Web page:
Check out this great photo gallery of Chinatown in the early 80’s at the ever-amazing blog, In Focus.
“Well, I don’t have to tell you that we weren’t trying to write a screenplay that was perfectly-structured. We were just trying to make it make sense. I remember, even without Roman, the first structural question, which may seem absurd now after the fact, was the question of which revelation comes first, the incest or the water scandal? And of course, it was the water scandal. When I realized that, I realized how foolish it was even to have asked the question. But the water scandal was the plot, essentially, and the subplot was the incest. That was the underbelly, and the two were intimately connected, literally and metaphorically: raping the future and raping the land. So it was a really good plot/subplot with a really strong connection. In the first draft, as I recall, it was pretty much a single point-of-view. And in the second draft I tried changing that for purposes of clarification and I think in the end, that’s what made the second draft weaker than the first draft. It’s one of the very, very few detective movies, including ‘The Maltese Falcon,’ which has a singular point-of-view.”–Robert Towne.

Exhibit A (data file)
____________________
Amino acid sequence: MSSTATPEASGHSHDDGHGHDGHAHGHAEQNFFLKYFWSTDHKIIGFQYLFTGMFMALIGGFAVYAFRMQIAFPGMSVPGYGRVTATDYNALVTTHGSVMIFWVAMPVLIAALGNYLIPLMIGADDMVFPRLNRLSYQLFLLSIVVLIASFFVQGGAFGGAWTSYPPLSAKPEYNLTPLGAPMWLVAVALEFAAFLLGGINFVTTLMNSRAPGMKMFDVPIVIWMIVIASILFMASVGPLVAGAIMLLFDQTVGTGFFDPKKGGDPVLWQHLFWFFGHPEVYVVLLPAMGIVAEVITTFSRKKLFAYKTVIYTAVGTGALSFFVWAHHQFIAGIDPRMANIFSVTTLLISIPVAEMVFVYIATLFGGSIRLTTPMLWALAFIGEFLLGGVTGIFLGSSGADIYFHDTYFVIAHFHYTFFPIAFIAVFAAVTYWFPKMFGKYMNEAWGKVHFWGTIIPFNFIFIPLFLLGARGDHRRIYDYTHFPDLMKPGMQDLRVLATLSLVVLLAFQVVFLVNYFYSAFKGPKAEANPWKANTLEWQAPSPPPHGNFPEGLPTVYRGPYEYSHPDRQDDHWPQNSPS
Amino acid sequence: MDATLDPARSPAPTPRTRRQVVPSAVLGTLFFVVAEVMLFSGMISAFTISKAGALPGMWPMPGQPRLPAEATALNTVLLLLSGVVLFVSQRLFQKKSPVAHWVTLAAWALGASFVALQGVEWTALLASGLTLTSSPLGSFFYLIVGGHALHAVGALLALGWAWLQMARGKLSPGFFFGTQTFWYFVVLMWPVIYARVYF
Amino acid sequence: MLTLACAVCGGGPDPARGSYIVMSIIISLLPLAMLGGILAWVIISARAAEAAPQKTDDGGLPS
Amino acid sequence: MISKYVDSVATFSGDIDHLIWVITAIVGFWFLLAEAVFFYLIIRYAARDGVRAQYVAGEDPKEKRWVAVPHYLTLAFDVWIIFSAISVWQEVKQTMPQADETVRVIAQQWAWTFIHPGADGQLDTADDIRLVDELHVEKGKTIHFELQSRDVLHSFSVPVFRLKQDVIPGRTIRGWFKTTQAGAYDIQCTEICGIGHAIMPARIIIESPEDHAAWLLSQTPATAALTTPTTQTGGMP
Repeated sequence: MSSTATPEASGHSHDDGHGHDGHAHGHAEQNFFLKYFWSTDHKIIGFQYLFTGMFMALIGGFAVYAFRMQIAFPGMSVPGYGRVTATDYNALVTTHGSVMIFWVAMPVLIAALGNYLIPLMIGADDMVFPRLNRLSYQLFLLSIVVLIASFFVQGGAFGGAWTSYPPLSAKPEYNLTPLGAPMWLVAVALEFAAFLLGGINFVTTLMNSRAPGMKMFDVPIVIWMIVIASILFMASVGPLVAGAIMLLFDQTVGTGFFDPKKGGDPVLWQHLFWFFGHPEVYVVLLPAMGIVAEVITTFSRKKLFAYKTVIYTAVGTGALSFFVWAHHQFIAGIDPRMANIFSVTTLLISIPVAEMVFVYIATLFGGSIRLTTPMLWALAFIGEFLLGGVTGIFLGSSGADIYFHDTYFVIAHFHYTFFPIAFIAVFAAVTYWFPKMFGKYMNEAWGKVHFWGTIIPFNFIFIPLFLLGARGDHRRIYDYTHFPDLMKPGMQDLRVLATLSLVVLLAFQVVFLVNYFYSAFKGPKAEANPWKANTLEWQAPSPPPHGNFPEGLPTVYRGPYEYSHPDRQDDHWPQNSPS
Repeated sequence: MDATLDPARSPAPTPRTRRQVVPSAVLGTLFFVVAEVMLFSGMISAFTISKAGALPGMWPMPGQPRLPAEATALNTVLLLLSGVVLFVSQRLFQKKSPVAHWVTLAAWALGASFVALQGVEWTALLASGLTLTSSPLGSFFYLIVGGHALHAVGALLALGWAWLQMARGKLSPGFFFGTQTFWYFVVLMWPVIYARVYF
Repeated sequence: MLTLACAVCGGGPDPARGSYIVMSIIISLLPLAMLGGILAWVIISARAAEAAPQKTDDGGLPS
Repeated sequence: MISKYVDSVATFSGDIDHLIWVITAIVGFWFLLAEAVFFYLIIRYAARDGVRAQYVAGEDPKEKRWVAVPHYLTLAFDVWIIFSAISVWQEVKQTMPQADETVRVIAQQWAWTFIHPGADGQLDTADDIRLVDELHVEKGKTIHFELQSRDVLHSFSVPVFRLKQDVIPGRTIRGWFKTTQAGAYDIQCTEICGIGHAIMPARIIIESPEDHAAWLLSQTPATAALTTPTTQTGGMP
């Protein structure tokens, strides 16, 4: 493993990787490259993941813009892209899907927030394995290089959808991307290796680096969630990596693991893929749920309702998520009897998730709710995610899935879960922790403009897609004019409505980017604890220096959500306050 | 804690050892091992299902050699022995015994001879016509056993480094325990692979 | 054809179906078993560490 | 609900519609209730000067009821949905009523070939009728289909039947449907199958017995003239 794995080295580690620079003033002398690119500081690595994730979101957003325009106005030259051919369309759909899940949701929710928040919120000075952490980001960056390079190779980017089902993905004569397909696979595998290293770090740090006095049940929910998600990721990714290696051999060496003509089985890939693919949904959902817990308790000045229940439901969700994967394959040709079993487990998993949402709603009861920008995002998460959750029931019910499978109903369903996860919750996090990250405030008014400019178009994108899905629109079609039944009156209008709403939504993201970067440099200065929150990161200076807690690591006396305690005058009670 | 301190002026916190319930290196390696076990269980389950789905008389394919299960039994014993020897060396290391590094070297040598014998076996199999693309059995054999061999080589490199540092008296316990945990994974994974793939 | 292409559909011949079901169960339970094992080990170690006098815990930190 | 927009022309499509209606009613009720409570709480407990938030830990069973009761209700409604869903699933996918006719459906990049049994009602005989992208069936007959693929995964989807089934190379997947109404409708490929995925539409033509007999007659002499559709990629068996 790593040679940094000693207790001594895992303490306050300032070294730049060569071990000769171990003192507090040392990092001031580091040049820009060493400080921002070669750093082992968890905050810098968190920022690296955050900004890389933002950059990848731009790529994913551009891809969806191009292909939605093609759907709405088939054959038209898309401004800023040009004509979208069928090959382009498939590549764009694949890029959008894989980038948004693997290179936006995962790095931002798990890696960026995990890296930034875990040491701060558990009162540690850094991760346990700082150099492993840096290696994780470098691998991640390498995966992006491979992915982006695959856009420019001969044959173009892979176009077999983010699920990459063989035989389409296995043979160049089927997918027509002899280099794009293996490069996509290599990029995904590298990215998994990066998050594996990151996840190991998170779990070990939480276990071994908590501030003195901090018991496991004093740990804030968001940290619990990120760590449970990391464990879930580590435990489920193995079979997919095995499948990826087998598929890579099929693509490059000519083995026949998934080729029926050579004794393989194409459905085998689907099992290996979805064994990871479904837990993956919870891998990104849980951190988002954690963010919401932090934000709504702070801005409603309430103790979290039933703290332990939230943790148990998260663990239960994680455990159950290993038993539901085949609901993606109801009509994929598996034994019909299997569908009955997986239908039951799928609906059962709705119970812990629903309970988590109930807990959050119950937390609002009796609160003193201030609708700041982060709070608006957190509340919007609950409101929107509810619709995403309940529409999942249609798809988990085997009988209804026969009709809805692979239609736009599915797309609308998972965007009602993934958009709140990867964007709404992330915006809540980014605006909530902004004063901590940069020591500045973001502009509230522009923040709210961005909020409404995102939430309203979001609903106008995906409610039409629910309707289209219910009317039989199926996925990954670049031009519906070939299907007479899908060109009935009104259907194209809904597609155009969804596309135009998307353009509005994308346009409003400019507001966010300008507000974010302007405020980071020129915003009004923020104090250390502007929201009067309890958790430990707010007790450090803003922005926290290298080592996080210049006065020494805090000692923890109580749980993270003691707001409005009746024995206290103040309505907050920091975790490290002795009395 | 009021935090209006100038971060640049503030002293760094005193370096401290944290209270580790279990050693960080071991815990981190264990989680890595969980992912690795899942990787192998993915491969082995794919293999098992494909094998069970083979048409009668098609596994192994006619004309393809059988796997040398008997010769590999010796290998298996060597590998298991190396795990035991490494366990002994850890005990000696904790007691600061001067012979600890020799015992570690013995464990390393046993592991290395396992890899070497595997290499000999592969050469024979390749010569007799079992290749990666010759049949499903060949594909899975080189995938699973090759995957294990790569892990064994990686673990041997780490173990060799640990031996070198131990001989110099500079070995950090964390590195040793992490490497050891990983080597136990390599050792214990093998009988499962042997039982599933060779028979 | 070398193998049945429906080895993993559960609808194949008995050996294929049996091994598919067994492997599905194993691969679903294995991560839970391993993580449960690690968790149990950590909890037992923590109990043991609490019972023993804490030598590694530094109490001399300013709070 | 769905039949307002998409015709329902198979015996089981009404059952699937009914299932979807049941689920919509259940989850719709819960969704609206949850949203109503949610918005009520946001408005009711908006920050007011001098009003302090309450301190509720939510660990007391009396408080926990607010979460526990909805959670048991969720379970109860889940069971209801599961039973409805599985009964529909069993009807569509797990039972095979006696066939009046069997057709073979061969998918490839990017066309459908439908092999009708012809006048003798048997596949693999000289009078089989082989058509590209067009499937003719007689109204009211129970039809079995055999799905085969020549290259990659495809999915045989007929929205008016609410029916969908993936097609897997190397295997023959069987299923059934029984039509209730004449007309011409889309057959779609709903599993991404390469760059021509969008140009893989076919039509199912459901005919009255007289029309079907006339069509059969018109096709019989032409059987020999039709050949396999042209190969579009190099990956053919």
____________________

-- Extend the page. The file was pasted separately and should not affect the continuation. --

Here’s a selection of some of Jack’s Greatest Hits, the temper-temper blowups. They are obvious, and perhaps uninspired, highlight reel selections, yet still damned entertaining.
Five Easy Pieces:
The Last Detail:
Terms of Endearment:
Peep, don’t sleep.
Here’s a great gift idea for the movie nyerd in your life. Thomson is terrific fun to read even when you don’t agree with him.
Here’s a few other movie books of note…